Noble, a former deputy police chief in California who once fatally shot a bank robber, also testified that in his opinion, Yanez's orders to Castile were unclear, and that he should have ordered Castile to stop and put his hands on the steering wheel or dash.

Defense attorneys asked whether a suspect who was impaired by marijuana could put an officer at increased risk, but Noble rejected the idea that Castile was impaired by that drug. He said Castile made no mistakes while being followed for more than a mile by Yanez, and pulled over immediately when Yanez activated his light bar.

Earlier, BCA forensic scientist Lindsey Garfield testified that there was not a bullet in the chamber of Castile's 9 mm pistol, and that the gun was not ready to fire. Prosecutors showed the jury photos of the bullet holes in Castile's car that were fired by Yanez, one of them lodged into the center console and one that pierced the back seat, just 16 inches away from where the 4-year-old daughter of Castile's girlfriend, Diamond Reynolds, was sitting.

On cross-examination, Yanez's defense team maintained that the officer would not know Castile's gun was not ready to fire simply by looking at it during the short and intense confrontation between the two.

The defense also showed the jury pictures of the car's ash tray, which was filled with cigarettes and loose tobacco. Yanez's lawyers pointed out blunts, or marijuana-mixed cigarettes, made by pulling out tobacco and adding pot to the cigarette. Garfield testified that the BCA did not test the ash tray contents for the presence of marijuana.

THURSDAY, JUNE 8: The defense team for Yanez went on the offensive, building their case with testimony from an expert witness in the area of use of force. Former police officer Joseph Dutton is convinced that Yanez saw a gun before he shot Castile during the traffic stop. Dutton was a police officer for 31 years and now teaches classes on the use of force. He says he reviewed videos and police reports and is convinced by Yanez telling investigators he saw Castile's hand form a C-shaped grip of the sort that would be used to grab a thick gripped pistol.

Dutton said that's the type of detail a person wouldn't make up out of thin air. During cross examination, prosecutors said a person could also make a C-shape with a hand when releasing a seat belt buckle, but Dutton dismissed that idea.

Glenn Hardin, a former supervisor of Minnesota's state toxicology lab, also testified as a witness for Yanez's defense.

Defense attorneys argued Castile was stoned at the time of the shooting, which happened in the seconds after he informed Yanez that he was carrying a gun. Hardin said he examined autopsy reports showing Castile's blood levels of THC, the substance in marijuana that gives a high.

The Yanez defense team also called St. Anthony Police Chief John Mangseth, who testified that Yanez was a solid officer with no disciplinary problems. During cross examination prosecutors asked the chief about protocol when pulling over someone who admittedly has a weapon. Mangseth said asking that person to place his hands on the steering wheel is protocol, something Officer Yanez did not do in the moments before he fatally shot Castile.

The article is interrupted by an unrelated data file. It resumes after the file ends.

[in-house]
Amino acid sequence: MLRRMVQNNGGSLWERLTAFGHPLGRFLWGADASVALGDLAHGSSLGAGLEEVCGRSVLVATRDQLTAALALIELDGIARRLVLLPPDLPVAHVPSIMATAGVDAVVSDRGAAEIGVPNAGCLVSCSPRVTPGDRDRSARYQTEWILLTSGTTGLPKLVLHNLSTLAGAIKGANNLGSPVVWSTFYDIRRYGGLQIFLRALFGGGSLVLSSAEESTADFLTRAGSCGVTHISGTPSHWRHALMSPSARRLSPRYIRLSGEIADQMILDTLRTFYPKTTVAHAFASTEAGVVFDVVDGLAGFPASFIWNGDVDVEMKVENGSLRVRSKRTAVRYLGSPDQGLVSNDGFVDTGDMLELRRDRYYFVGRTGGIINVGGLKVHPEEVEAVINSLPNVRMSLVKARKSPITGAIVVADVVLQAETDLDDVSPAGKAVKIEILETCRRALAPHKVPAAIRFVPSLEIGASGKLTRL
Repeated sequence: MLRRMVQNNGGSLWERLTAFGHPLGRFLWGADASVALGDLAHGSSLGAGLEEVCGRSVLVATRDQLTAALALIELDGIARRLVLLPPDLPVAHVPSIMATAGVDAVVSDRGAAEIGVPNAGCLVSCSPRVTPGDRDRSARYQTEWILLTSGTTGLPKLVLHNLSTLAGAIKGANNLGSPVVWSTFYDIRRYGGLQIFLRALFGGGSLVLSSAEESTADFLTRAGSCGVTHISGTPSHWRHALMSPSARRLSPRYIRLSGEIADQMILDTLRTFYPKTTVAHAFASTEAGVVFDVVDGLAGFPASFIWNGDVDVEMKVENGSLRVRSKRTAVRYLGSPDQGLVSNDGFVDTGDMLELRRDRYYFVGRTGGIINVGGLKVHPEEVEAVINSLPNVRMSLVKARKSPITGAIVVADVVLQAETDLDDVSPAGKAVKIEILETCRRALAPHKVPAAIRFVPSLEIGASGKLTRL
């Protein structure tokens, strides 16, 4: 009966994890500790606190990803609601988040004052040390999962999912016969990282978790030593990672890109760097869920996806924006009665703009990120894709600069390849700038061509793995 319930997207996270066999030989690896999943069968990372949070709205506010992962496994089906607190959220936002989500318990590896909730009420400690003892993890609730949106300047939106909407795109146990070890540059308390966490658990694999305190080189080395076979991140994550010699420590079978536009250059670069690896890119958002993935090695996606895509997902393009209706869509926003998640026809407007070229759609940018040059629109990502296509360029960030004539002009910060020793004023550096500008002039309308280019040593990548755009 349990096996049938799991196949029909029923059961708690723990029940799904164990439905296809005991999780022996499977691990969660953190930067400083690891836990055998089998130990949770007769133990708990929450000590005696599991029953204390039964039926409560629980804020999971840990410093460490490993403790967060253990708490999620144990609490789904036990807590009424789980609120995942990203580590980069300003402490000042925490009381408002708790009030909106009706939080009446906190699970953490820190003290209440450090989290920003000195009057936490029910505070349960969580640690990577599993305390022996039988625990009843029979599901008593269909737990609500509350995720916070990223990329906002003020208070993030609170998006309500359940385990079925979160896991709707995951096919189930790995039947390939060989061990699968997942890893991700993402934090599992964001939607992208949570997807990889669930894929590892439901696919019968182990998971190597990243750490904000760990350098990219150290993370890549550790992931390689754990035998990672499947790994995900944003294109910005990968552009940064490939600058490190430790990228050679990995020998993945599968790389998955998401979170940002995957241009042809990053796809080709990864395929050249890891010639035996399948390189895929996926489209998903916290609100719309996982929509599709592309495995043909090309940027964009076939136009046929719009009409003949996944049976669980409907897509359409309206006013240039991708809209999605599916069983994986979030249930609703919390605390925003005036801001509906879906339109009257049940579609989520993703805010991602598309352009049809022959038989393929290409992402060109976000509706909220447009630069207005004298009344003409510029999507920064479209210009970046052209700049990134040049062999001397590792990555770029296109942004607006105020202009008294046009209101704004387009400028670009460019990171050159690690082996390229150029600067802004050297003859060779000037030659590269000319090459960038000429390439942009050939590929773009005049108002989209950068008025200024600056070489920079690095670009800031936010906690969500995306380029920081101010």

FRIDAY JUNE 9: Officer Yanez took the stand in his own defense Friday, sobbing as he took jurors back to the day he fatally shot Castile.

"I was scared to death," he said on the stand. "I thought I was going to die. My family popped into my head. My wife. My baby girl."

Yanez's voice broke several times as he recounted the series of events on that fateful day -- a day he said he felt he had no other choice than to fire his weapon during that traffic stop.

"I was forced to engage Mr. Castile," he said. "I did not want to shoot Mr. Castile. Those were not my intentions."

When he told Castile not to reach for his weapon, Yanez said, "I was able to see his right hand, it was in a C-shape. And he continued to pull out the firearm."

"He had total disregard for my commands," he continued.

During the cross examination, Yanez was questioned why he didn't tell the BCA investigators a description of Castile's gun but instead, told an officer who drove him home afterwards.

Yanez said he had nothing to hide during his interview with the BCA.

Shortly after Yanez's testimony, the defense rested its case.

MONDAY, JUNE 12: The jury heard closing arguments and deliberated for about a half-day.

Assistant Ramsey County Prosecutor Jeff Paulsen began by describing what he called Officer Yanez's impulsive decision that led to Castile's ultimate death -- one that he said makes him guilty of culpable negligence.

"Officer Yanez used deadly force as a first option rather than a last resort," he told the jury.

Paulsen spent a considerable amount of time questioning why Yanez would say Castile was going for his gun when it made zero sense for him to do so.

"He had no reason to do that. He had every reason not to do that," he said. "It doesn't make sense."

There's just too much doubt to whether or not Yanez saw Castile's gun, Paulsen told the jury.

"You have to be sure before you shoot. He wasn't even close to being sure," he said. "We all know this is a sad case. But it isn't a hard case when it comes to assigning criminal liability."

Defense attorney Earl Gray did not pull punches during his closing argument, saying prosecutors had "failed miserably in proving beyond a reasonable doubt."

Gray was more emphatic in his argument, calling the state's case "unfair," especially their claim that there is zero evidence Castile was pulling out his gun out of his right pocket. The gun was later found in that pocket.

"How did Officer Yanez know that unless he saw it? He knew where the gun was and he described it. How in the world can the State of Minnesota, the prosecution, be so unfair about that statement?" Gray said.

Gray told the jury they "could reasonably infer" that Castile sat in his car and smoked marijuana while Diamond Reynolds, her sister and daughter went inside Cub Foods prior to the shooting. He told the jury "drugs and guns don't mix," and that Castile being stoned contributed to his failing to follow Officer Yanez's command not to reach for the gun.

In closing, Gray told the jury, "It's not that hard of a case. Think about it. Think about an officer in that position."

The jury has been deliberating since about 2 p.m. Monday.